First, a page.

As transportation and communications networks have grown, they have brought the world closer together. Whatever positive effects this has had for human development, it has also created a situation in which many local or regional challenges that societies now face have become global. Addressing climate change, fighting disease pandemics, and managing forced migration, for example, are all issues that not only profoundly affect individual nations but also cross international boundaries.
Oct 23, 2019
AI & Data Analytics
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With the arrival of more powerful computing technologies, demand has been growing among governments and other decision-making entities for tools that provide real-time forecasts they can use to manage sudden challenges. As more data related to these kinds of problems becomes available, high-performance computing (HPC) incorporating simulation, data analytics, and artificial intelligence holds the potential to provide such tools. However, it can only do so if it can rise up to a range of technical challenges, such as in creating and adopting the frameworks needed to manage and analyze the large, complex datasets involved.
Late last year, the High-Performance Computing Center Stuttgart (HLRS), in collaboration with project coordinator ATOS and 11 other institutions from seven countries, began a new research project called HiDALGO aimed at achieving this goal. Funded under the Horizon 2020 Framework Programme of the European Union, HiDALGO is developing novel computational methods, algorithms, and software for modeling complex processes that arise in connection with global challenges. This includes improving simulation quality by incorporating more data sources — including collections of batched data as well as real-time streamed data — and combining existing models into more comprehensive coupled models.
A key scientific focus of HiDALGO is on the integration of high-performance data analytics with high-performance computing. As large, multidimensional data sets representing different facets of global challenges become available, it is clear that HPC will play an essential role in their processing and analysis. Developing methods to efficiently manage and analyze the enormous data sets necessary to represent such problems, as well as coupling a diverse set of data sources and computational models, are formidable challenges that HiDALGO is addressing.
At the same time, HiDALGO is supporting pilot projects in which these methods could have a practical impact. One, led by Dr. Derek Groen in the Computer Science department at Brunel University London, is focused on developing realistic models of forced migration during war.
Groen, along with colleagues Diana Suleimenova and David Bell, has been developing an open source simulation code called Flee, which predicts the destinations of refugees escaping conflict situations. Using a computational approach called agent-based modeling, Flee inserts virtual displaced persons into a simulated conflict situation; each agent moves through the virtual world based on a set of predefined rules until it reaches a safe location. Their goal is to develop a tool that decision makers could use — along with up-to-date data from conflict zones — to predict refugee movements and allocate relief resources to locations closest to a humanitarian crisis.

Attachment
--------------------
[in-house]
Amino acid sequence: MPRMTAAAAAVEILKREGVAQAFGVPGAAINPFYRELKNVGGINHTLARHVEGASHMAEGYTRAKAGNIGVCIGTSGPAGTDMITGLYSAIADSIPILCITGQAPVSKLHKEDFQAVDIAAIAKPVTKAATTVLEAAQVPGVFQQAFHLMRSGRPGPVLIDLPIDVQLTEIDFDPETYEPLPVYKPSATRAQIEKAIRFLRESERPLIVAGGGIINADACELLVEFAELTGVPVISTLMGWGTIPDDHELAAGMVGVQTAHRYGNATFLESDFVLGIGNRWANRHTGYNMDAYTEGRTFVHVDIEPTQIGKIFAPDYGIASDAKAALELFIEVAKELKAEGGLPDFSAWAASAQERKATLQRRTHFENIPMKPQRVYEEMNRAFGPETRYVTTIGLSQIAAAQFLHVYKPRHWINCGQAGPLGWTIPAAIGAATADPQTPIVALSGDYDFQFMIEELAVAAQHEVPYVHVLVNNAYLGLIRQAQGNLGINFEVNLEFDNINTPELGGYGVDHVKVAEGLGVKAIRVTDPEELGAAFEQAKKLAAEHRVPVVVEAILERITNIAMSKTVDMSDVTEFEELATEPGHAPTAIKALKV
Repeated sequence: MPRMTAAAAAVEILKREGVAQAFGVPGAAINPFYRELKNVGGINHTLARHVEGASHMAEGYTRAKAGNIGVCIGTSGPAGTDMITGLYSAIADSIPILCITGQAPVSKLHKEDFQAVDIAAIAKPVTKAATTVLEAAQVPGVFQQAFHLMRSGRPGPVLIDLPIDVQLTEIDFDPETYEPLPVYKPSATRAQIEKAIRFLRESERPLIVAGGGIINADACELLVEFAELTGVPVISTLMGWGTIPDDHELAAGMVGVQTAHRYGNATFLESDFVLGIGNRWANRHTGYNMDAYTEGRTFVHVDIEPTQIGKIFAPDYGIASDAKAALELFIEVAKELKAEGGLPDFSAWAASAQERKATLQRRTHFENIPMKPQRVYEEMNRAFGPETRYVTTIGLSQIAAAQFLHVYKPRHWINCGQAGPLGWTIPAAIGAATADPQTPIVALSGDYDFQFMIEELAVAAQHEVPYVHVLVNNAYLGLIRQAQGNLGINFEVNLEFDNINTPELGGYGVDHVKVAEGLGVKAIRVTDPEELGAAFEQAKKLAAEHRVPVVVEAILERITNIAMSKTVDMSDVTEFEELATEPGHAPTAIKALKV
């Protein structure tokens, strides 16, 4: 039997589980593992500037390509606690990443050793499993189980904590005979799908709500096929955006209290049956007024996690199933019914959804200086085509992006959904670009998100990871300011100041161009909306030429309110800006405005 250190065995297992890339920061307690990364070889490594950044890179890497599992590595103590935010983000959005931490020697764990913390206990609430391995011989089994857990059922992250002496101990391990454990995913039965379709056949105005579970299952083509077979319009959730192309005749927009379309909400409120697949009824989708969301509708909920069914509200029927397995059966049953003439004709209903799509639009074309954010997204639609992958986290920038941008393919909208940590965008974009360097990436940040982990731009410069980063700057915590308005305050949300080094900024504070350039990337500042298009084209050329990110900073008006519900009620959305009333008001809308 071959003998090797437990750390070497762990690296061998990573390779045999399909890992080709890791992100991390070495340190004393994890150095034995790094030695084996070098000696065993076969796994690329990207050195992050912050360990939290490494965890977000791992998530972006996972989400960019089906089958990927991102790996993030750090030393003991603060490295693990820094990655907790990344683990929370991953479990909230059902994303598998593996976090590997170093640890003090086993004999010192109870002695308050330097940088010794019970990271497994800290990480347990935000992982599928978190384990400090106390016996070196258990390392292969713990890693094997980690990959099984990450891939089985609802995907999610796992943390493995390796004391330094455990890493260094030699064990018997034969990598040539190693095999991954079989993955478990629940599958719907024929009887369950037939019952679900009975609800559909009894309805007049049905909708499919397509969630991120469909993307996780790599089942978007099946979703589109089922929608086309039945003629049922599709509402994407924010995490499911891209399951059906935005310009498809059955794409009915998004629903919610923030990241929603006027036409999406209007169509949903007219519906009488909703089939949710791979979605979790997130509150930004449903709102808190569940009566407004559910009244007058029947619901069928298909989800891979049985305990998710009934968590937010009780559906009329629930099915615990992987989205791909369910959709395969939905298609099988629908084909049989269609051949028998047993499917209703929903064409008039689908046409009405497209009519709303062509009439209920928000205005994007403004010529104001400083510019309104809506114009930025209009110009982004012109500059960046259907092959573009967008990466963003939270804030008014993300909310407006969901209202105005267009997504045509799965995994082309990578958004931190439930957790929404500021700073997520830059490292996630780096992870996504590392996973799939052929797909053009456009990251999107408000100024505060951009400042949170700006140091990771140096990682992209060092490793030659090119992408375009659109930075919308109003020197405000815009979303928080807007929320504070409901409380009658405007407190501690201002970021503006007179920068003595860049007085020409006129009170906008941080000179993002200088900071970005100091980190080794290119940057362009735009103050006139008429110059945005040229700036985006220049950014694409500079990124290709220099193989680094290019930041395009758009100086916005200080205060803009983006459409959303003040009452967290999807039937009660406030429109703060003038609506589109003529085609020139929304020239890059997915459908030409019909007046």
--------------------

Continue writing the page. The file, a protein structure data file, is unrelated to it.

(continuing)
Although Flee was initially run on a local desktop, Groen’s group is now working with staff at HLRS and the Institute of Communications and Computer Systems (Greece) to optimize the code for large-scale supercomputers, and have already been able to run it efficiently using over 400 compute cores. More computing power should enable them to develop increasingly realistic models that incorporate greater numbers of factors — such as an individual's ethnicity and language, weather conditions, or dynamic situations on the ground like border closures — that affect refugees' movements. Groen’s group also works with HLRS and the KNOW Center in Austria to develop visualization tools that present the results of HPC simulations in a format that would quickly enable decision-makers to forecast and react to sudden population movements.
In other pilot projects underway as part of HiDALGO, researchers are developing tools and sensor networks to forecast and minimize air pollution in cities, and to identify and prevent the spread of false or malicious messages over online social networks. In each case, the goal is not only to address a specific global challenge, but also to produce advances in the science of high-performance computing that will improve the use of high-performance data analytics in an HPC framework.
In conjunction with the pilot projects, HiDALGO is also investigating how artificial intelligence could support the development of more realistic models. Although the specific methods are still in development, the project is exploring how AI could help simulation researchers to identify and tune parameters within their algorithms that are most significant for particular problems they are investigating; this could help accelerate the development of more realistic models.
"HiDALGO is showing that high-performance computing and high-performance data analytics are not only useful for scientific research or optimizing engineering designs," says Bastian Koller, Managing Director of HLRS. "Instead, the project demonstrates that HPC also has an important role to play in helping to address some of the most difficult challenges that we as a society are facing."
Click here to learn more about HiDALGO.
High-Performance Computing Center Stuttgart
Nobelstraße 19, 70569 Stuttgart, Germany
+49 711 685-87269
A member of the Gauss Centre for Supercomputing, HLRS is one of three German national centers for high-performance computing.
HLRS is a central unit of the University of Stuttgart.